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A Monthly Culture Matrix For the Cosmopolitan Traveler

Constance Spry and the Fashion for Flowers

Garden Museum / London / Art

Constance Spry, also known as the “flower maven,” is considered the 20th century’s most influential floral decorator. She was born in Derby, England, in 1886, and after an early career in civil service and education, she opened her first flower shop in London, in 1929. Spry gave it the unassuming name “Flower Decoration.” Perhaps because she lacked training, Spry brought a democratic approach to her arrangements, mixing popular flowers with species unpopular and ignored. This was astonishing. But even more astonishing—it won her the embrace of London’s high society. In 1953, Spry managed the design of Queen Elizabeth II’s coronation. A year after Spry’s death in 1960, a cultivar rose shrub named “Constance Spry” was bred—it became the most popular rose in English gardens. This exhibition, curated by the acclaimed florist Shane Connolly, presents 100 photographs (never before exhibited), documents, and personal items from the RHS Lindley Library. —E.C.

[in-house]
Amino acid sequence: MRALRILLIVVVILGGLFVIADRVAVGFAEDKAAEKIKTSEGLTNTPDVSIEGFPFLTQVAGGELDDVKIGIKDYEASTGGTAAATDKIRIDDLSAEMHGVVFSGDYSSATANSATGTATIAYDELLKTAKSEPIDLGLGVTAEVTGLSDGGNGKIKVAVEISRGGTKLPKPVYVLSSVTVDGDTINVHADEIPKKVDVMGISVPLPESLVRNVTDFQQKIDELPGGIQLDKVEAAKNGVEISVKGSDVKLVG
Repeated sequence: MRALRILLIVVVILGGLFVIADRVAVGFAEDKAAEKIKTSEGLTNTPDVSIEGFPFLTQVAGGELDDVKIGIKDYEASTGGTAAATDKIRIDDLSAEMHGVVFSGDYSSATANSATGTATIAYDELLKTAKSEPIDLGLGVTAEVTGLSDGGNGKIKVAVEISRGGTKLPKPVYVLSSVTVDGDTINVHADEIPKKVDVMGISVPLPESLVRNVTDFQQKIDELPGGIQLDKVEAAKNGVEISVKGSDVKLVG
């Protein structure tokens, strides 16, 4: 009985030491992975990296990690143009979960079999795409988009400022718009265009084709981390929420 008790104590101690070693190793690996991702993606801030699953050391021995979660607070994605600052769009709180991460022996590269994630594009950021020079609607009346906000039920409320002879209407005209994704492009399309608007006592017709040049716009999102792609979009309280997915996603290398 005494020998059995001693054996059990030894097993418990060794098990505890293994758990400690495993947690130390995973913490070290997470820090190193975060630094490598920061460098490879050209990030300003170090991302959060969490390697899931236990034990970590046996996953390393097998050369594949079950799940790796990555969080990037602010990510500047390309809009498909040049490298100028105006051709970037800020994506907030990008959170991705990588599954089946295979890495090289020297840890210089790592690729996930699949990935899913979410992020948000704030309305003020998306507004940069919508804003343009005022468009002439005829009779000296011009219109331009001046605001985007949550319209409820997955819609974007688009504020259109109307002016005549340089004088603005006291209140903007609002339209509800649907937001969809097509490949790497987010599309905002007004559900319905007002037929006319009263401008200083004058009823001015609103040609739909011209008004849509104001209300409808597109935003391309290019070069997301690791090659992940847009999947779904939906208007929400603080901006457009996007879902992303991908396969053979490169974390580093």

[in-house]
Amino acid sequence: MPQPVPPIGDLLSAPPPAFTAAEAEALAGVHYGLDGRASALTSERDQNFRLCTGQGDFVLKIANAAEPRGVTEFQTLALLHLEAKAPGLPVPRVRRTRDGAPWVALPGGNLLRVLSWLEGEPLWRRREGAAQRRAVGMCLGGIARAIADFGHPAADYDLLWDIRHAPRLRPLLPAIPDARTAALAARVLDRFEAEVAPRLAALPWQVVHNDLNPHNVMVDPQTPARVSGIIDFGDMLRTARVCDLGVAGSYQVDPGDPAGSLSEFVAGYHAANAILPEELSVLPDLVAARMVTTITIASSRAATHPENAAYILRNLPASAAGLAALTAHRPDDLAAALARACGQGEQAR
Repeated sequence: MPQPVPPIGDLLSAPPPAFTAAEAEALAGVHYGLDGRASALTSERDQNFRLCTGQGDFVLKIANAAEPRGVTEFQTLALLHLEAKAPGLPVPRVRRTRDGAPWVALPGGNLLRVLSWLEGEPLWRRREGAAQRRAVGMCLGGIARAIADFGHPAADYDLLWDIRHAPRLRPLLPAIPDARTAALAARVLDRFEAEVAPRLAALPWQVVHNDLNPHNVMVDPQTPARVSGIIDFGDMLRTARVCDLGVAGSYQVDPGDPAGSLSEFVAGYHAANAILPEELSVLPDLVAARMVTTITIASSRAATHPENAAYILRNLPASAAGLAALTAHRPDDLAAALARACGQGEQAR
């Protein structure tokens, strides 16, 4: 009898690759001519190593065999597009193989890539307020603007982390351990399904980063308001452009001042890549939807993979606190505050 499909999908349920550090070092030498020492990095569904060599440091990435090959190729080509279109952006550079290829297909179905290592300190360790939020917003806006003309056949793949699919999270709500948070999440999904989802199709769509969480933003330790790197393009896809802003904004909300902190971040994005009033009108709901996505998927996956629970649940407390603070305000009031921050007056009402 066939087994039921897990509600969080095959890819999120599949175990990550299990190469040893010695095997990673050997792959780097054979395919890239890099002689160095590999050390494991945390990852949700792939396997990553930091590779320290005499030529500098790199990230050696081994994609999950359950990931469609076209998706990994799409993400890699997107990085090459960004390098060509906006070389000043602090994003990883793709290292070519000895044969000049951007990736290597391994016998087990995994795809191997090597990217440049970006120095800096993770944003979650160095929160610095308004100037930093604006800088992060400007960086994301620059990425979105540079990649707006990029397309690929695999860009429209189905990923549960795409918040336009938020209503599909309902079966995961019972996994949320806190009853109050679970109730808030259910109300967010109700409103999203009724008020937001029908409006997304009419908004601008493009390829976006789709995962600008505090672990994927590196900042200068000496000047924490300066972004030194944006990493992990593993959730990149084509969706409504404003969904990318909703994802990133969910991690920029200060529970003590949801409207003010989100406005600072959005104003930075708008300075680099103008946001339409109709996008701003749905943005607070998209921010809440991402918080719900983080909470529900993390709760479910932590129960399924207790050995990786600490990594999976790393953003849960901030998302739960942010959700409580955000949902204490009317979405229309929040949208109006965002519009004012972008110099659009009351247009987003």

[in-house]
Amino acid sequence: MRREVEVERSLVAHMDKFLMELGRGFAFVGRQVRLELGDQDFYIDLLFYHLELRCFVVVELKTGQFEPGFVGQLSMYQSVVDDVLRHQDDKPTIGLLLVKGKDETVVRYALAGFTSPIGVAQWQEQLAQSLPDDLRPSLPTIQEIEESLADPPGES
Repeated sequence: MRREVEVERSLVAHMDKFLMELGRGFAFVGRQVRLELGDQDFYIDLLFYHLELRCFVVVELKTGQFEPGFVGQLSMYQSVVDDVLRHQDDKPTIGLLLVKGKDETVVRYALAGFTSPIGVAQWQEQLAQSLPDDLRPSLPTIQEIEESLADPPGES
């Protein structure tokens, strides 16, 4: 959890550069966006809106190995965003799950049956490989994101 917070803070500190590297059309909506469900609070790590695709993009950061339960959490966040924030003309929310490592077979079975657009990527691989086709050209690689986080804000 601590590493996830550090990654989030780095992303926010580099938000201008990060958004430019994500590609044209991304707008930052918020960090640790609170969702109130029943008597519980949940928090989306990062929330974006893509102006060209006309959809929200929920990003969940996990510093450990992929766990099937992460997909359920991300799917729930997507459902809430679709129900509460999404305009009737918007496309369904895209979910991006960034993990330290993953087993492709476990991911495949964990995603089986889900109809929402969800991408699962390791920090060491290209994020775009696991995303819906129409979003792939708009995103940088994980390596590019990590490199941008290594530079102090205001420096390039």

Garden Museum 5 Lambeth Palace Rd, Bishop's, London SE1 7LB, United Kingdom
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